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05-05-2016, 03:06 PM   #1
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If you were to buy a single quality ND filter....

How many stops of light reduction would you select?

Going to be in the SW US and I know some of our destinations will be visited during the middle of the day. So I'm thinking a good ND filter will be needed in the kit.

Just not sure where to start as far as density is concerned.

TIA

05-05-2016, 03:20 PM   #2
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why not a ND fader??
05-05-2016, 03:31 PM   #3
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I got a B+W 10 stop (ND 3.0) in 49mm so it fits all my limited primes and a bunch of the old manual lenses.
Works great and is strong enough to overcome midday light if you stop down and shoot ISO 100 (or 80 if you have a K-5).

Don't forget to cover the viewfinder in bright light or you will see light leaks in your photos.
05-05-2016, 03:46 PM   #4
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I have a Hoya NDX400 about 9 stops in 49mm that has been fine with all the Pentax manual primes. I just got a Breakthrough Photography 10 stop in 82mm for the DFA 24-70. Not much experience with it yet except a brief test but seems fine.

05-05-2016, 03:49 PM   #5
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I also have a 77mm LightCraft VariND which is also good to use with my DA* 16-50 and most of my 645 lenses.
It's good and variable ND is handy but it's not as strong as the 10 stop and I find I most frequently use it on max so I might have done just as well with another non-variable 10 stop. I have a review of it somewhere on this site.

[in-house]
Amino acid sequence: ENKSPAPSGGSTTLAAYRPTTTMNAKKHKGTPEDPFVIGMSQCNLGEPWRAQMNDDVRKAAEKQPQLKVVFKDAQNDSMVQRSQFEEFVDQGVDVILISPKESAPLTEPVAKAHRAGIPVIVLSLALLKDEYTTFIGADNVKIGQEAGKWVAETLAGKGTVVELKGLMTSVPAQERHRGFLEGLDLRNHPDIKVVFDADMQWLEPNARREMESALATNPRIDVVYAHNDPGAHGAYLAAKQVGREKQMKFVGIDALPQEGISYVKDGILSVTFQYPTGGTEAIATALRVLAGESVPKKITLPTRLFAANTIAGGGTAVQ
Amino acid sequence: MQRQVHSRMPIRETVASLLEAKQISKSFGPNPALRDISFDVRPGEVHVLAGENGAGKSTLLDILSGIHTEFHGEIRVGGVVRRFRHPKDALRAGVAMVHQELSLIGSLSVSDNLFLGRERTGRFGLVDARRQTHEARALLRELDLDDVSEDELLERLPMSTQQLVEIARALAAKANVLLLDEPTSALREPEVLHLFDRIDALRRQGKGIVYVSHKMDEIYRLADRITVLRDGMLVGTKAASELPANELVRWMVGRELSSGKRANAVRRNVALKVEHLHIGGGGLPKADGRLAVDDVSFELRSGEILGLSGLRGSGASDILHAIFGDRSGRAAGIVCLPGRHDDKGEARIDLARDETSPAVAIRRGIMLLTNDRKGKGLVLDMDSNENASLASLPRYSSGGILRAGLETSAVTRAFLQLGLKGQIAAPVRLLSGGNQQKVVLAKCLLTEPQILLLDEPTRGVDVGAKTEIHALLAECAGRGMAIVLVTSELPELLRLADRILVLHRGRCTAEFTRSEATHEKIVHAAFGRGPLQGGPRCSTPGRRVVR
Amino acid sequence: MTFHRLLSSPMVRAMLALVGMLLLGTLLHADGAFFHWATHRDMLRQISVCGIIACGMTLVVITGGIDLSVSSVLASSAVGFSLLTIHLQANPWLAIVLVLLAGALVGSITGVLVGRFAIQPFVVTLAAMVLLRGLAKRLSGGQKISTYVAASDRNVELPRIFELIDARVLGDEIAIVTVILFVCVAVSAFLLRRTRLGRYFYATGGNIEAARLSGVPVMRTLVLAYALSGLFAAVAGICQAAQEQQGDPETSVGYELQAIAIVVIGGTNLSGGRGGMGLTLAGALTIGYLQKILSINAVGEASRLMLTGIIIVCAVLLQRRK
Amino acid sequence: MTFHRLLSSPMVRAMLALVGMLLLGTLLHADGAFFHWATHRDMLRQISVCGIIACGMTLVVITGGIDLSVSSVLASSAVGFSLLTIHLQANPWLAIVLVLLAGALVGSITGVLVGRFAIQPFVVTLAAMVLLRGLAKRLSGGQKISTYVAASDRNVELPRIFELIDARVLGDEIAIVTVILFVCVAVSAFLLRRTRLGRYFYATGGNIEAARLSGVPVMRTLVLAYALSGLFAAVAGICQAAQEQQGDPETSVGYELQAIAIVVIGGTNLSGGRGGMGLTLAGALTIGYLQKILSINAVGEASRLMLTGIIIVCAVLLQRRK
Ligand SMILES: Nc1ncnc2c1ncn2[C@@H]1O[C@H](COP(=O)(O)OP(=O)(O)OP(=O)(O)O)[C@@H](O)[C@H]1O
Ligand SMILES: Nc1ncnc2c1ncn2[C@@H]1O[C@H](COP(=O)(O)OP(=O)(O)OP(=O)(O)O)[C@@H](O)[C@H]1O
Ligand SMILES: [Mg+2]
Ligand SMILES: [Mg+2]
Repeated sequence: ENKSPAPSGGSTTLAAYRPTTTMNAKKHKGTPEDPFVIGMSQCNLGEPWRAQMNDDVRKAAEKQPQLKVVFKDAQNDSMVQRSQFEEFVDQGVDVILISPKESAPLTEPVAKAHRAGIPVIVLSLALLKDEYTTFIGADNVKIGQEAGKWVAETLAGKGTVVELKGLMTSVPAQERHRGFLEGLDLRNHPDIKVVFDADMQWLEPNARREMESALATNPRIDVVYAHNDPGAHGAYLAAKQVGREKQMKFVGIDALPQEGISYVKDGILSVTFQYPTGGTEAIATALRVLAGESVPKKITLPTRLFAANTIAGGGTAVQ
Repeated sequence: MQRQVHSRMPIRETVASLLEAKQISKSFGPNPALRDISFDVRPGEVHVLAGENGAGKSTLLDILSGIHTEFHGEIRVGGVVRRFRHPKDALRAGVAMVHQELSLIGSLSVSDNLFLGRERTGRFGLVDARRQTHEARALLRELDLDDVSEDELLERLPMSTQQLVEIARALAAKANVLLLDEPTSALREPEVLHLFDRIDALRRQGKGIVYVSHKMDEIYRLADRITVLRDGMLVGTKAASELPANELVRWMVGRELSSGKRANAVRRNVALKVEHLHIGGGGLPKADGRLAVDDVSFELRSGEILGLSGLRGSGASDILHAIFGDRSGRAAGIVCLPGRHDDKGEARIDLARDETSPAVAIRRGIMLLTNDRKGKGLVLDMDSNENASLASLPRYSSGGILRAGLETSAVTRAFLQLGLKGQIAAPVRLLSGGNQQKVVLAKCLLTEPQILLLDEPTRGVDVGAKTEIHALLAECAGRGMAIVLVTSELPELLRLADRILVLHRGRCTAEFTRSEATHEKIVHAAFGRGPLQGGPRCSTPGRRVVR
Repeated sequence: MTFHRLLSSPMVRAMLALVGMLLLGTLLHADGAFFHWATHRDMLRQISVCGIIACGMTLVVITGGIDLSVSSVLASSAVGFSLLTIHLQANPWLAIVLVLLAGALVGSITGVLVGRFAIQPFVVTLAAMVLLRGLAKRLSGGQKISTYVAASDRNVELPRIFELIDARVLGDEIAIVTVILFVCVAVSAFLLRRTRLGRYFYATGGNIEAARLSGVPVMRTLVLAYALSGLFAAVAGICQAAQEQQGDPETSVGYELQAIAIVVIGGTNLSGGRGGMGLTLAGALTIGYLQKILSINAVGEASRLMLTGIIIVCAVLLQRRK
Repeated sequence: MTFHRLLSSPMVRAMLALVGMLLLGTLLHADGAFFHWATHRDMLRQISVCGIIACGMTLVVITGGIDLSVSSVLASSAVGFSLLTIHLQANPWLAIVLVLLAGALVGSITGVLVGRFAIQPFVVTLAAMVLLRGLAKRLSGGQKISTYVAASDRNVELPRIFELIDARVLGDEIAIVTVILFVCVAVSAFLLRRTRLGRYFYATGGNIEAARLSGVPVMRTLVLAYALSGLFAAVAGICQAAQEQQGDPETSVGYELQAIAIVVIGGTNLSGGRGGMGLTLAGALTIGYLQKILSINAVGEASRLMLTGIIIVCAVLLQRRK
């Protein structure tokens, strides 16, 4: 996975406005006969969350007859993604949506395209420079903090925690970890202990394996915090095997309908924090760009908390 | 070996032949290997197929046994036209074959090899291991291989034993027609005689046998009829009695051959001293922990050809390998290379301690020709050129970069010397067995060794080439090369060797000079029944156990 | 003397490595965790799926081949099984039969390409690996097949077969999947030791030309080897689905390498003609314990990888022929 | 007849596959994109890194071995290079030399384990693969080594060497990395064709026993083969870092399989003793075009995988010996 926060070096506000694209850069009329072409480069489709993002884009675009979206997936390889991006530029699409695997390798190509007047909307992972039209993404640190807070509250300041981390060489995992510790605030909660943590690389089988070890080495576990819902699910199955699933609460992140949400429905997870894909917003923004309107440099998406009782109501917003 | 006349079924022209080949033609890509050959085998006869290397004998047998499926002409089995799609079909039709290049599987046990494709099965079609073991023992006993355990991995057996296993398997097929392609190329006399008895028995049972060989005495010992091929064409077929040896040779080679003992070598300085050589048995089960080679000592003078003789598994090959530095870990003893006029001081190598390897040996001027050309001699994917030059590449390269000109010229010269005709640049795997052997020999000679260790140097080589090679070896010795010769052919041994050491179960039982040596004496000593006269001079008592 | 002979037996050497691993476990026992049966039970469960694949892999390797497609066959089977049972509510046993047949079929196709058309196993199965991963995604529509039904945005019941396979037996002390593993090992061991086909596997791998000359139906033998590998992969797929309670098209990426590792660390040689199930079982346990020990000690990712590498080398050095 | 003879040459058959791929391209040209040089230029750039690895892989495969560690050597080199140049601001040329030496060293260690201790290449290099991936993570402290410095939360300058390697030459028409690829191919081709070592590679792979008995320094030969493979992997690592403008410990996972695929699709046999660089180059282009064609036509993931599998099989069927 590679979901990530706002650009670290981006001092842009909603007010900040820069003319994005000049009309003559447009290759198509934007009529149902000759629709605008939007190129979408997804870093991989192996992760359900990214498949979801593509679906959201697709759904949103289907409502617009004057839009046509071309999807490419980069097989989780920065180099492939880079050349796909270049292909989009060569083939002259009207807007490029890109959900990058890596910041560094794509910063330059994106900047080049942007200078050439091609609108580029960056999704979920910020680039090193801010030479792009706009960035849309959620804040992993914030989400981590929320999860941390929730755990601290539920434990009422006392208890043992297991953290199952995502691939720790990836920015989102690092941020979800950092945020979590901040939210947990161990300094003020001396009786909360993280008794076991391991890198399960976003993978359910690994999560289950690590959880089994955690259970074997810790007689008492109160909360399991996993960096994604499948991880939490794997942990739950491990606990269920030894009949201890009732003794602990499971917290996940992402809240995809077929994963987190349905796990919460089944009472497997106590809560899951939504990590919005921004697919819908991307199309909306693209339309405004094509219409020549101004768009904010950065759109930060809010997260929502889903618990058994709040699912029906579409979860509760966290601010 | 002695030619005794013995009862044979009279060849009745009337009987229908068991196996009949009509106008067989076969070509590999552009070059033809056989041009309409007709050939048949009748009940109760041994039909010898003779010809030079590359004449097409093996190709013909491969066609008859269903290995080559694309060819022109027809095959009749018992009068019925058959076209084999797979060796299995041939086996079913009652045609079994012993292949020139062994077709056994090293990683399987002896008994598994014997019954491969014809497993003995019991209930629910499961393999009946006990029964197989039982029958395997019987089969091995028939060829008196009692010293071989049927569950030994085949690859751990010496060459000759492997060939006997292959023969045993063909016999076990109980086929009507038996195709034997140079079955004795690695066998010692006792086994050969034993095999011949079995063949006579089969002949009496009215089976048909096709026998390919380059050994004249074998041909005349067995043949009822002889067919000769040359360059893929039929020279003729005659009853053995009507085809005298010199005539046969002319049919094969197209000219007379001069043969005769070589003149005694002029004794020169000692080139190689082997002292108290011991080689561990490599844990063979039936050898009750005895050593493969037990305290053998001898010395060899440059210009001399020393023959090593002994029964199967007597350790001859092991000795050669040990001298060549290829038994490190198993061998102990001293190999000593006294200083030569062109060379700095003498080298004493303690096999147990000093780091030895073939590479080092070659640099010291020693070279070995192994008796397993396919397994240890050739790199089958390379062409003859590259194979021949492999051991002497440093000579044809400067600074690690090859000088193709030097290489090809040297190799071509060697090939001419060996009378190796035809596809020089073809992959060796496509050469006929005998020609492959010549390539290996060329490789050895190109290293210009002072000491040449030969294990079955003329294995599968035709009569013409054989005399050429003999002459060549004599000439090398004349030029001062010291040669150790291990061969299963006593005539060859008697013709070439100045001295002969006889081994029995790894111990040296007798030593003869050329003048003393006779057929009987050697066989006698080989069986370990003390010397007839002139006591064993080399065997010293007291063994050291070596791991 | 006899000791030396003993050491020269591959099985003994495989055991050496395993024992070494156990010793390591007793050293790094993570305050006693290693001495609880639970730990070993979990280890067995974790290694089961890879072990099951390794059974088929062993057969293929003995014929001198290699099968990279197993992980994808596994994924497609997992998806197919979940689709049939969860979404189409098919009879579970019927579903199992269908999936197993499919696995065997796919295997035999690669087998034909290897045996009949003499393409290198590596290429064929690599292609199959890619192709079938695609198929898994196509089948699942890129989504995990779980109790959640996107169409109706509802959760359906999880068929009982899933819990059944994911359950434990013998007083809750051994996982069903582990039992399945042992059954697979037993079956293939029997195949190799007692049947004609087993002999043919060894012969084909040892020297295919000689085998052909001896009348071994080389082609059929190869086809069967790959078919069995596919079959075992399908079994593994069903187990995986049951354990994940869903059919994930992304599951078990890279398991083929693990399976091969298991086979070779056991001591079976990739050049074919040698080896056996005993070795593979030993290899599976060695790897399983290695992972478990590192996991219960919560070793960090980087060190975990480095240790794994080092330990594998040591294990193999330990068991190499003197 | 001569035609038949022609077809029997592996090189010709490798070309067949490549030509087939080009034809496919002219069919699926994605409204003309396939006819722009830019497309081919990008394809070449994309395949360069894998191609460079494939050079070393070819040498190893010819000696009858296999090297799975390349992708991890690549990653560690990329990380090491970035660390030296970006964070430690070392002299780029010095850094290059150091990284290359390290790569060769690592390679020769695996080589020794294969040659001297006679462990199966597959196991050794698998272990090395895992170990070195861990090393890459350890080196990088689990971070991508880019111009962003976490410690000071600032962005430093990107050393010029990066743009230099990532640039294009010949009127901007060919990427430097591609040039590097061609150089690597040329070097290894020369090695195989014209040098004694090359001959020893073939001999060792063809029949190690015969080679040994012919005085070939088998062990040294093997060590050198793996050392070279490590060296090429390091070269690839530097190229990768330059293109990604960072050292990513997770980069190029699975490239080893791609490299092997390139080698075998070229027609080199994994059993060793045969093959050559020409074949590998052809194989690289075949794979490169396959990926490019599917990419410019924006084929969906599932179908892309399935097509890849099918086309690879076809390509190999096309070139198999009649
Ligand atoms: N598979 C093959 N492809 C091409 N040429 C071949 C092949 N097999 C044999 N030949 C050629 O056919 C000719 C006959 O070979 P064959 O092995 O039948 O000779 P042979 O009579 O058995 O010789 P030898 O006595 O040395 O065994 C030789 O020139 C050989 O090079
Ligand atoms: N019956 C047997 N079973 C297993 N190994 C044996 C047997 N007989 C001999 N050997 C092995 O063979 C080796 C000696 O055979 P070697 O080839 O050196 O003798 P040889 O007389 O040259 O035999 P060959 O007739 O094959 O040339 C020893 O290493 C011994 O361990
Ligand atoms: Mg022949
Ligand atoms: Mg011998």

05-05-2016, 04:20 PM   #6
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QuoteOriginally posted by twuynh Quote
why not a ND fader??
The problem with variable ("fader") ND filters is that you tend to get an "X pattern" in the exposure which is especially noticeable at stronger settings. Just do a Google search on "ND variable X" and look at the images. My experiences are much the same, and this includes some more expensive filters. More recently, I only use specific level ND filters as a result.
05-05-2016, 05:18 PM   #7
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My choice would be a Hoya ND1000, (10 Stops) as it is useful in even the brightest daytime lighting. I have a 3 stop and a 6 stop ND and I will soon acquire a 10 stop. I found that for my night-time work the 3 and 6 stop filters are fine, but sometimes during the day I can't get the slower shutter speeds I want with the 6 stop filter.

05-05-2016, 05:19 PM   #8
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3 stops is my vote.
05-05-2016, 05:20 PM   #9
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6 stops over the 10. (if only choosing one)
The 10 usually only gets used when the Sun is very strong.
The 6 is more usable in dark/dusk situations and also easier to manage in terms of internal reflections, color casts issues, light falloff.

Later on, you can even add a 3 stop and stack the two.
05-05-2016, 05:34 PM   #10